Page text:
People should be treated fairly in employment, housing, etc. However, judges showing an evil disreguard for the constitution and the 1st amendment use such "anti-discrimination" laws to deny religious liberties. It has been done in New Mexico and Washington state. the Edmonds-Tucker laws set precedent in showing the federal government will trample all over religious liberties to enforce their idea of marriage.

Hugh,
"A guy in a thong on a gay pride parade is a media invention."

you've never seen such parades in Seattle (where I used to live) or in SF.

tell me, what other historical events do you deny? WWII? the cold war? the Kennedy assasination?

lehiaggie
Lehi, UT

Stop bringing the gay marriage issue into this discussion with your comments. That issue is very devisive. This type of bill needs to be passed and was almost passed last year. Don't make it harder by bringing up gay marriage.

Shimlau
SAINT GEORGE, UT

One thing to think about; If it is equal rights, that's good, but if I'm and employer and I want to discharge an employee that isn't performing. All they would have to do, is claim they are Homosexual, and that they are being discriminated against, and then the state is down on my case for breaking the law, even though the real reason was lack of performance. This will open up a big can of worms.

Hugh1
Denver, CO

@lehiaggia & @Shimlau
I assure you that the guy in the thong, just like Paris Hilton, is a media invention. When was the last time you saw someone in a thong? This months Sport's Illustrated? Media inventions. I do get your point though, and it is appreciated - and I'm sure you get mine. As for discrimination and gay marriage, I understand that your religious beliefs may be in conflict - that however is a religious issue for you and your church to deal with. One in twenty is a middle of the road estimate on the gay population - that's a lot of family. Same sex marriage should be discussed honestly; I am convinced this issue will settled in the precedent of Loving v. Virginia. Even if you don't agree, at least try to see the issue through the eyes of these parents. If you want another perspective, watch the documentary movie Bridegroom.

dmcvey
Los Angeles, CA

People in Utah need to know that in many places in the world and our country gay people are not treated with the disdain that is common in Utah. There are many places where gay people are treated very well and loved for who they are, not despite it.

RFLASH
Salt Lake City, UT

I read some of the comments and it is hard to believe thatp eople would say that this kind of law was needed! For what? We are trying to tell people our stories show that we care, only to have people slam it down! People feel it is good to pass laws that specifically devalue and dehumanize others! What people are screaming out is that their beliefs include the hatred of their fellow man, because it most certainly isn't love they are showing!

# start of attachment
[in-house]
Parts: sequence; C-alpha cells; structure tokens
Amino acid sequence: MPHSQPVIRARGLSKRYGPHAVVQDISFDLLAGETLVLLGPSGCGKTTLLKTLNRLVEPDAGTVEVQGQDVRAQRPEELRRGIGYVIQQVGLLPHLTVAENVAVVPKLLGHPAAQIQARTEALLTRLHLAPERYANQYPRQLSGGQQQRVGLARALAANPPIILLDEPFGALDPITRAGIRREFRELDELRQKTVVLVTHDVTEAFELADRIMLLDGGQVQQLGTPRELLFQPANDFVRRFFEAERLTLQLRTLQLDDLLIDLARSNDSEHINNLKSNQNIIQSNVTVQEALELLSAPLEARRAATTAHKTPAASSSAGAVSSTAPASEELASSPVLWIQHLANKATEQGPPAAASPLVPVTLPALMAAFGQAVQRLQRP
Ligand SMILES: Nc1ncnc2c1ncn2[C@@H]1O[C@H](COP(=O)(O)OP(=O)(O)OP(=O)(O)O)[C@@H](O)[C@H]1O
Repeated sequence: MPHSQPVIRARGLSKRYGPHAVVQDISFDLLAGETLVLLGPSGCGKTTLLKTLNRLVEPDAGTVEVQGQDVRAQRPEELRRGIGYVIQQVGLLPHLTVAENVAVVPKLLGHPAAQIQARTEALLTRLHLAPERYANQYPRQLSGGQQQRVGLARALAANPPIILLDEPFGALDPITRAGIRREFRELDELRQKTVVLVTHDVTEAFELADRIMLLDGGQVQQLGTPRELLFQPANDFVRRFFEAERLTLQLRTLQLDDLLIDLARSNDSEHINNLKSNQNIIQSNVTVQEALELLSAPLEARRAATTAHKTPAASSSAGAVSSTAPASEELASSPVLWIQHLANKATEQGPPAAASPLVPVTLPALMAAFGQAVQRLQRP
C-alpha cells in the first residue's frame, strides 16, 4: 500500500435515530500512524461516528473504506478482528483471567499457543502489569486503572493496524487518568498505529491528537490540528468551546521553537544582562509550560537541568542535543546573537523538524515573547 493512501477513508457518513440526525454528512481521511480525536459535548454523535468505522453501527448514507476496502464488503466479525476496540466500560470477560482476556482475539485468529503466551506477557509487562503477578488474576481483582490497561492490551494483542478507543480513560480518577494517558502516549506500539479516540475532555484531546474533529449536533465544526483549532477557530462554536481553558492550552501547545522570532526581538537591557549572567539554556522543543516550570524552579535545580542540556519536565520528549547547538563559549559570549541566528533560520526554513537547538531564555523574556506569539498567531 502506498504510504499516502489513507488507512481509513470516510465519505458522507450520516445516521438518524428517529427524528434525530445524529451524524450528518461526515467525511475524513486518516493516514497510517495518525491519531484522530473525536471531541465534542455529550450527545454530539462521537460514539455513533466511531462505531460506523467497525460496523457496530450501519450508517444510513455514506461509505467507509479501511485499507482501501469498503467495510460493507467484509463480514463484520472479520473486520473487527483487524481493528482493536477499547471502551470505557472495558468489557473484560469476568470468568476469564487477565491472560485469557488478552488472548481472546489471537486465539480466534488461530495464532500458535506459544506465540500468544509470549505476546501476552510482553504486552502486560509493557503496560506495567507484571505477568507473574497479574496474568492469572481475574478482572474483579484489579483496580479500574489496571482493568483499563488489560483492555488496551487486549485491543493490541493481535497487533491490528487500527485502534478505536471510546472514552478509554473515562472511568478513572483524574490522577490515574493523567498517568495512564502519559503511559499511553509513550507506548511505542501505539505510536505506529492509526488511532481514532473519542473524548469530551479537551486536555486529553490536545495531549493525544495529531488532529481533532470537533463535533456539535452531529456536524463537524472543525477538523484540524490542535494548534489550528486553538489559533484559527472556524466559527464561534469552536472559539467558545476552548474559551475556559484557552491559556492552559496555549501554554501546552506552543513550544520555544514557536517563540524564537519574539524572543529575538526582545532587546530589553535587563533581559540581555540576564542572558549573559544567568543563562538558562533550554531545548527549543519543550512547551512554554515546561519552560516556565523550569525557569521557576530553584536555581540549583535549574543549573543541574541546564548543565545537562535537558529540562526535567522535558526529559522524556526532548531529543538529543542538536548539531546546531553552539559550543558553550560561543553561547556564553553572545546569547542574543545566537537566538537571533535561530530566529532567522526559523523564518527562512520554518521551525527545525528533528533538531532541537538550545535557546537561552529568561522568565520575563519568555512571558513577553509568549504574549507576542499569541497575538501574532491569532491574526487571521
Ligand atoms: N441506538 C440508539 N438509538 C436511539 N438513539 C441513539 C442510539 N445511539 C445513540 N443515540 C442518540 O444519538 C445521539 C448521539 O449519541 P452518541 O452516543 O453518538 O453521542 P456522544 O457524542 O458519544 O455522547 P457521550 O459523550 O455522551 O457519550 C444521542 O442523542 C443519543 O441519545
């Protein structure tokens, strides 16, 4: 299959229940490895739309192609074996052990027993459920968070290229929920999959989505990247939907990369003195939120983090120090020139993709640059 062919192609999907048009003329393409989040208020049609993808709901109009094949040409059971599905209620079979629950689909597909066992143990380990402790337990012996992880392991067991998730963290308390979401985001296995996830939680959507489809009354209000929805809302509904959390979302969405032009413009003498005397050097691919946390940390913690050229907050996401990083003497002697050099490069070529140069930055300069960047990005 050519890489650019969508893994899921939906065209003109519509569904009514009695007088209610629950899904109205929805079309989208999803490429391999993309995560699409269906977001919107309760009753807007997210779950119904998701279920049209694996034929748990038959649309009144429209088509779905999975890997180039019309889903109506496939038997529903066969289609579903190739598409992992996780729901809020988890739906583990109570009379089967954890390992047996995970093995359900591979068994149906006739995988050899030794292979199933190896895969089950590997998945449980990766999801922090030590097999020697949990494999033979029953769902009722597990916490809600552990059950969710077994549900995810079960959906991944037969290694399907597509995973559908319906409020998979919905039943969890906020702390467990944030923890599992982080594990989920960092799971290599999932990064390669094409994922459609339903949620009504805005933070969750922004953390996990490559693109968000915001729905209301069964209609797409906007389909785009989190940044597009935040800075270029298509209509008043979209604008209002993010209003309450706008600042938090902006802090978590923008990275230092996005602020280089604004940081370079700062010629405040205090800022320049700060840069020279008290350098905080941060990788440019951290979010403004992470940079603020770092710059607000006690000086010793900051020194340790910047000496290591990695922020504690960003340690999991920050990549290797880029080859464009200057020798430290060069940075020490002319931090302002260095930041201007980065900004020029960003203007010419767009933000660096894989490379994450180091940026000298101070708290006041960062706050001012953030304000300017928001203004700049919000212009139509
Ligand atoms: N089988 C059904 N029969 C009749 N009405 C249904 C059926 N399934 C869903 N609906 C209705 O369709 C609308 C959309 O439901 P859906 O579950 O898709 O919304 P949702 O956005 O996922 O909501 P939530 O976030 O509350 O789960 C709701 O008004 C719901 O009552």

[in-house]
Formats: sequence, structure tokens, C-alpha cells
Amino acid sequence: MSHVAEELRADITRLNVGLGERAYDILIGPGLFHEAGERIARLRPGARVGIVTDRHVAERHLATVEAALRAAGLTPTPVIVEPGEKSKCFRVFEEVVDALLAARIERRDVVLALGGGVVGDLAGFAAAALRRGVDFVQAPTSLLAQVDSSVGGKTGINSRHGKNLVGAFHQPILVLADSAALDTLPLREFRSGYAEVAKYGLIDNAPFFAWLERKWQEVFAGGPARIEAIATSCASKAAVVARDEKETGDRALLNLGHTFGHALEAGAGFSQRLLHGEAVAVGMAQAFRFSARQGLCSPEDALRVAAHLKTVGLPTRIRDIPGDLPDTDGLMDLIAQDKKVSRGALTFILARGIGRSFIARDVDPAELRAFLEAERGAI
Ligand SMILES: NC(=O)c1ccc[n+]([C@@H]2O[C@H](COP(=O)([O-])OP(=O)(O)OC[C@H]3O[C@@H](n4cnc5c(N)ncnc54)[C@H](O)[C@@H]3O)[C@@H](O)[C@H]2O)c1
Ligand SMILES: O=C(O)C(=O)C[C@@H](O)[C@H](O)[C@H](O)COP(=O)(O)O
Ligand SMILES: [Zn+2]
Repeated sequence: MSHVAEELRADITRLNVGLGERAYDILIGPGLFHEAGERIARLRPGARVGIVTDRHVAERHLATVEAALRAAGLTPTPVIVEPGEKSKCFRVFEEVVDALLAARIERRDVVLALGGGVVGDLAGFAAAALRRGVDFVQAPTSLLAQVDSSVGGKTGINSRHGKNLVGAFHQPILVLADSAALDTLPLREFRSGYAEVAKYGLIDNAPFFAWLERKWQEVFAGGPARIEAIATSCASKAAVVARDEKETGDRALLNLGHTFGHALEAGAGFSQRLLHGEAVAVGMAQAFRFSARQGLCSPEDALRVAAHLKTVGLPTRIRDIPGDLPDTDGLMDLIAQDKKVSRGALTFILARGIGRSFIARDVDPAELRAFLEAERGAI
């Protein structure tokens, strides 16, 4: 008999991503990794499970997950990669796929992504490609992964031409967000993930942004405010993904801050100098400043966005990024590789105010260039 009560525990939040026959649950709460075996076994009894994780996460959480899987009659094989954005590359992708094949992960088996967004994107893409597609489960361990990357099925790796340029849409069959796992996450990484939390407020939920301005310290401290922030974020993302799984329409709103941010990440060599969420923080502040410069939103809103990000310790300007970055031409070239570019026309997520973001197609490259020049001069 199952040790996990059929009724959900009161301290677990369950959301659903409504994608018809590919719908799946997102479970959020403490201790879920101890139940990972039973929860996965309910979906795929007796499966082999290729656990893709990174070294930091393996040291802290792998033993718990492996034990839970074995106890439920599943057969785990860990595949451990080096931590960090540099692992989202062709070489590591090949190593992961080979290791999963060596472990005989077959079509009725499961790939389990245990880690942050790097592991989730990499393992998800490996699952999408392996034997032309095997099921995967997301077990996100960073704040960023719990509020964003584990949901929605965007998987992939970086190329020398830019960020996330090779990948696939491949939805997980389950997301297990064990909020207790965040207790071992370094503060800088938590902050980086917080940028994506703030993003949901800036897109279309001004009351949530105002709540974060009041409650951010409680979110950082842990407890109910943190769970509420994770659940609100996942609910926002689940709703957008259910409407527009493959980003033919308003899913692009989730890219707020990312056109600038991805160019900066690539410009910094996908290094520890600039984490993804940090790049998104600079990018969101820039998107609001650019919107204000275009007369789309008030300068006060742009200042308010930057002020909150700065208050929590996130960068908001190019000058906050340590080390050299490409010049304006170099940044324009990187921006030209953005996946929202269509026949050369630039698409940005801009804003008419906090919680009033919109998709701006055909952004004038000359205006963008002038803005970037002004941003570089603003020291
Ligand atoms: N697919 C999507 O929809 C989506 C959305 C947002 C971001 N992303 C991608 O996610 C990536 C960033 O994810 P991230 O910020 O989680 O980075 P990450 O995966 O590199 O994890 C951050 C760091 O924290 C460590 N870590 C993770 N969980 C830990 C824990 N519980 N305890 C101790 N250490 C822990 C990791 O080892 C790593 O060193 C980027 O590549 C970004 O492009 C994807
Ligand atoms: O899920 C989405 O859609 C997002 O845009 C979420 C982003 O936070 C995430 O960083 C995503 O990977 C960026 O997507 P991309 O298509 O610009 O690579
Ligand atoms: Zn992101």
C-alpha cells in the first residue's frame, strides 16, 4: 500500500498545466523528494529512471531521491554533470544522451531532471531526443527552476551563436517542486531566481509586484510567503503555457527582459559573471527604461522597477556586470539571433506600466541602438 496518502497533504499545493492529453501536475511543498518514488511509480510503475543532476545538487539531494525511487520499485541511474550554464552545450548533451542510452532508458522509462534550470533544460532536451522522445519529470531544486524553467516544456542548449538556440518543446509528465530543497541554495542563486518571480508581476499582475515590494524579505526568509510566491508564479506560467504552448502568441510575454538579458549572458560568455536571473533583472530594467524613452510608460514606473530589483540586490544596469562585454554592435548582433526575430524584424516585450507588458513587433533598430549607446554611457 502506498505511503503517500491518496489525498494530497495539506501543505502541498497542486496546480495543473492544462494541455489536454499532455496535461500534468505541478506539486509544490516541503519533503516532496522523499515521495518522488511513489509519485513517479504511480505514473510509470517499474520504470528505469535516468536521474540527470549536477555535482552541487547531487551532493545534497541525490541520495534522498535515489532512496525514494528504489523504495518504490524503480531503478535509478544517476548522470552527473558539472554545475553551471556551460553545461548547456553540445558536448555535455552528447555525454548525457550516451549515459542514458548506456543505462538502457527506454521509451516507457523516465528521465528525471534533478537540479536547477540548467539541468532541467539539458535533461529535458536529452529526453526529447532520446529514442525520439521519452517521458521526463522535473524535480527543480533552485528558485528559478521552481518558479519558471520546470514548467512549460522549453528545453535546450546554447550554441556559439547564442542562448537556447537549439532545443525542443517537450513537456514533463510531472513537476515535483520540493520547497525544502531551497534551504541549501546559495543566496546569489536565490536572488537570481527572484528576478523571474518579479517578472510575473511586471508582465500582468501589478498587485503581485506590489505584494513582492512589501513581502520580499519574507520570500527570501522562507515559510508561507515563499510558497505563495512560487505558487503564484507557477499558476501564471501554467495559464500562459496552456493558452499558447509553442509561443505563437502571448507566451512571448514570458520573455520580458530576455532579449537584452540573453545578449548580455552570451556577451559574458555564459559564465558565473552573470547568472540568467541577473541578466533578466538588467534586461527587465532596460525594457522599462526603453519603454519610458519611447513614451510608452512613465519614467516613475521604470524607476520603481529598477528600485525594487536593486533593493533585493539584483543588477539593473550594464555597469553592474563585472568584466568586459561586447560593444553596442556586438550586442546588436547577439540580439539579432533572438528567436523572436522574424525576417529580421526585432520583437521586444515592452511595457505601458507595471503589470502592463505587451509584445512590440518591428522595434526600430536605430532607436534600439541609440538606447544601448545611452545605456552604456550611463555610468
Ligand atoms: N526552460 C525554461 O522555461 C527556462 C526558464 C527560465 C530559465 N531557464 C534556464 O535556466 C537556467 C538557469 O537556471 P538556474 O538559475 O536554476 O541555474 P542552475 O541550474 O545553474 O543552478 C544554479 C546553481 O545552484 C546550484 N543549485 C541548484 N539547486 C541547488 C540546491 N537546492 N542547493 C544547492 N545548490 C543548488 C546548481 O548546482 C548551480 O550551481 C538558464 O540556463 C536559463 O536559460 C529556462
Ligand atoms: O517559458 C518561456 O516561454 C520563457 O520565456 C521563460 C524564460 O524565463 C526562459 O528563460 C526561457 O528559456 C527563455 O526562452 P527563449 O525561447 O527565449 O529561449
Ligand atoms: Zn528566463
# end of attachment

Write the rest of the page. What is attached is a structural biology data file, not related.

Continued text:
No, I have grown up Mormon and Mormonism has been a part of my entire life! Even as a gay person, it effects me! My family is Mormon. My friends and co workers are Mormon. People are going to look me in the face and tell me that I deserve to be treated with contempt and that it is ok to dirciminate against me! Do people know what kind of pain comes when you watch the people you have always cared about trample right over the top of you! They walk on your beliefs, and they mock our entire lives!

RFLASH
Salt Lake City, UT

We decide how life will be! Some things we do as individuals. So much that happens in life comes from how we work together in our society! It is so important! I think that the only way we can truly be happy is when we are able to care about those around us! The reason it has taken so long for gay rights to get considered is because people never took the time to think or care about it! We can not have this great nation we live in without considering the rights and beliefs of others. Nobody wants to take away the beliefs of Mormons or anybody else! We just want the right to live our own beliefs! It can not happen unless people are willing to do it!
I have a hard time fighting over these things. I have always cared about people in the Mormon Church.I always somehow felt like I was a part of them even when I could no longer go! I miss being able to talk with them! I have to be me! They turn away and it is sad, It doesn't need to be that way! I have to be me!

to comment

DeseretNews.com encourages a civil dialogue among its readers. We welcome your thoughtful comments.
About comments